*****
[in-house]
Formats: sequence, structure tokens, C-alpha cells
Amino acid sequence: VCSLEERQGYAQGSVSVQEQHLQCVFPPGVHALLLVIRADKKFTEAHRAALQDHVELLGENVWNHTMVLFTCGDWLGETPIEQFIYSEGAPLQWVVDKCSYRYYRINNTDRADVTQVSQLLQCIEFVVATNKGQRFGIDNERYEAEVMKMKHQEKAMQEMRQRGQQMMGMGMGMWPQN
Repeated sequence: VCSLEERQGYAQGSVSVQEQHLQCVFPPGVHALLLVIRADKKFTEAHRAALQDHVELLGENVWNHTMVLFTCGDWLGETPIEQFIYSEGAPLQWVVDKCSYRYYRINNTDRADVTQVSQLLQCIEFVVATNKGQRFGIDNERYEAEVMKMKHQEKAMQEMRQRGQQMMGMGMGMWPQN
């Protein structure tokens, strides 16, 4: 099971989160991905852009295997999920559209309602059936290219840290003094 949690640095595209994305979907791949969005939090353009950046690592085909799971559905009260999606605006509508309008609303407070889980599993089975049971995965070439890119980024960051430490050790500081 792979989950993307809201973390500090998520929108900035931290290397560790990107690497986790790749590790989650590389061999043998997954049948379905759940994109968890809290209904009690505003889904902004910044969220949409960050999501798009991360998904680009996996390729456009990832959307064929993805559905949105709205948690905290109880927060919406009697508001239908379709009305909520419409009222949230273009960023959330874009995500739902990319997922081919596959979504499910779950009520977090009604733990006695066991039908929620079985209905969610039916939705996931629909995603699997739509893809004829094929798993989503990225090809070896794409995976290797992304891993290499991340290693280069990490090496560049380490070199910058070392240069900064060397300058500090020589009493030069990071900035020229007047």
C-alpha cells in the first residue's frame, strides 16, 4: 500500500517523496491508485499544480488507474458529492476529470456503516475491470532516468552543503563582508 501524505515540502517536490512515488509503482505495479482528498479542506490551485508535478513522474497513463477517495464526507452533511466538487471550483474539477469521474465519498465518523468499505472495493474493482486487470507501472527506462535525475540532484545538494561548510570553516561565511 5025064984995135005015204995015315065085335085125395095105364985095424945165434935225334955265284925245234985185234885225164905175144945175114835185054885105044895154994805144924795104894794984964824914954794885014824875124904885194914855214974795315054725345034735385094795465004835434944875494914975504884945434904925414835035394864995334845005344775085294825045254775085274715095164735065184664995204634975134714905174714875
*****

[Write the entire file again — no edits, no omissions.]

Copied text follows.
[in-house]
Formats: sequence, structure tokens, C-alpha cells
Amino acid sequence: VCSLEERQGYAQGSVSVQEQHLQCVFPPGVHALLLVIRADKKFTEAHRAALQDHVELLGENVWNHTMVLFTCGDWLGETPIEQFIYSEGAPLQWVVDKCSYRYYRINNTDRADVTQVSQLLQCIEFVVATNKGQRFGIDNERYEAEVMKMKHQEKAMQEMRQRGQQMMGMGMGMWPQN
Repeated sequence: VCSLEERQGYAQGSVSVQEQHLQCVFPPGVHALLLVIRADKKFTEAHRAALQDHVELLGENVWNHTMVLFTCGDWLGETPIEQFIYSEGAPLQWVVDKCSYRYYRINNTDRADVTQVSQLLQCIEFVVATNKGQRFGIDNERYEAEVMKMKHQEKAMQEMRQRGQQMMGMGMGMWPQN
């Protein structure tokens, strides 16, 4: 099971989160991905852009295997999920559209309602059936290219840290003094 949690640095595209994305979907791949969005939090353009950046690592085909799971559905009260999606605006509508309008609303407070889980599993089975049971995965070439890119980024960051430490050790500081 792979989950993307809201973390500090998520929108900035931290290397560790990107690497986790790749590790989650590389061999043998997954049948379905759940994109968890809290209904009690505003889904902004910044969220949409960050999501798009991360998904680009996996390729456009990832959307064929993805559905949105709205948690905290109880927060919406009697508001239908379709009305909520419409009222949230273009960023959330874009995500739902990319997922081919596959979504499910779950009520977090009604733990006695066991039908929620079985209905969610039916939705996931629909995603699997739509893809004829094929798993989503990225090809070896794409995976290797992304891993290499991340290693280069990490090496560049380490070199910058070392240069900064060397300058500090020589009493030069990071900035020229007047």
C-alpha cells in the first residue's frame, strides 16, 4: 500500500517523496491508485499544480488507474458529492476529470456503516475491470532516468552543503563582508 501524505515540502517536490512515488509503482505495479482528498479542506490551485508535478513522474497513463477517495464526507452533511466538487471550483474539477469521474465519498465518523468499505472495493474493482486487470507501472527506462535525475540532484545538494561548510570553516561565511 5025064984995135005015204995015315065085335085125395095105364985095424945165434935225334955265284925245234985185234885225164905175144945175114835185054885105044895154994805144924795104894794984964824914954794885014824875124904885194914855214974795315054725345034735385094795465004835434944875494914975504884945434904925414835035394864995334845005344775085294825045254775085274715095164735065184664995204634975134714905174714875